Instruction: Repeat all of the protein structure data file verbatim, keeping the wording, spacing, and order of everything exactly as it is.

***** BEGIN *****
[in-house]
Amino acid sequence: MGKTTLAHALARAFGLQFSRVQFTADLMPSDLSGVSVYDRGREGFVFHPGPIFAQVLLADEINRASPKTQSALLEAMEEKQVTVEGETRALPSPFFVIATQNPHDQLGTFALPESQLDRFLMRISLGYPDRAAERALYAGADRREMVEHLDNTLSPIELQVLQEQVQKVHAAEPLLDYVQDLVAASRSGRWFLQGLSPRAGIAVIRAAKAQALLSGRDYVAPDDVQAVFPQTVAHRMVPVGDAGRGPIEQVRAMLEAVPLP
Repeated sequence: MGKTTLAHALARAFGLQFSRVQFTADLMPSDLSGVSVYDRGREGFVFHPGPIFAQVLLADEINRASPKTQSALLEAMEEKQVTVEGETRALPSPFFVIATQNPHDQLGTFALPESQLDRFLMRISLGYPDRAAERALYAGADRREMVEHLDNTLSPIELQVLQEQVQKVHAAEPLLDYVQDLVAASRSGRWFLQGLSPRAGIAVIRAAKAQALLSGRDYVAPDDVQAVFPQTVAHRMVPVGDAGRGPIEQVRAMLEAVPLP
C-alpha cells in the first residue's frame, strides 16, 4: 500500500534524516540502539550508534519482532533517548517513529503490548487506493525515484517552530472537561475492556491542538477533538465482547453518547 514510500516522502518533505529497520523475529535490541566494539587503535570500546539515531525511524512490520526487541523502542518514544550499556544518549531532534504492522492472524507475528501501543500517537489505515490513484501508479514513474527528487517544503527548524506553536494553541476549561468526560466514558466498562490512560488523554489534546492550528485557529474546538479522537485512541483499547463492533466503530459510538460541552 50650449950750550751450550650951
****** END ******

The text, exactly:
[in-house]
Amino acid sequence: MGKTTLAHALARAFGLQFSRVQFTADLMPSDLSGVSVYDRGREGFVFHPGPIFAQVLLADEINRASPKTQSALLEAMEEKQVTVEGETRALPSPFFVIATQNPHDQLGTFALPESQLDRFLMRISLGYPDRAAERALYAGADRREMVEHLDNTLSPIELQVLQEQVQKVHAAEPLLDYVQDLVAASRSGRWFLQGLSPRAGIAVIRAAKAQALLSGRDYVAPDDVQAVFPQTVAHRMVPVGDAGRGPIEQVRAMLEAVPLP
Repeated sequence: MGKTTLAHALARAFGLQFSRVQFTADLMPSDLSGVSVYDRGREGFVFHPGPIFAQVLLADEINRASPKTQSALLEAMEEKQVTVEGETRALPSPFFVIATQNPHDQLGTFALPESQLDRFLMRISLGYPDRAAERALYAGADRREMVEHLDNTLSPIELQVLQEQVQKVHAAEPLLDYVQDLVAASRSGRWFLQGLSPRAGIAVIRAAKAQALLSGRDYVAPDDVQAVFPQTVAHRMVPVGDAGRGPIEQVRAMLEAVPLP
C-alpha cells in the first residue's frame, strides 16, 4: 500500500534524516540502539550508534519482532533517548517513529503490548487506493525515484517552530472537561475492556491542538477533538465482547453518547 514510500516522502518533505529497520523475529535490541566494539587503535570500546539515531525511524512490520526487541523502542518514544550499556544518549531532534504492522492472524507475528501501543500517537489505515490513484501508479514513474527528487517544503527548524506553536494553541476549561468526560466514558466498562490512560488523554489534546492550528485557529474546538479522537485512541483499547463492533466503530459510538460541552 50650449950750550751450550650951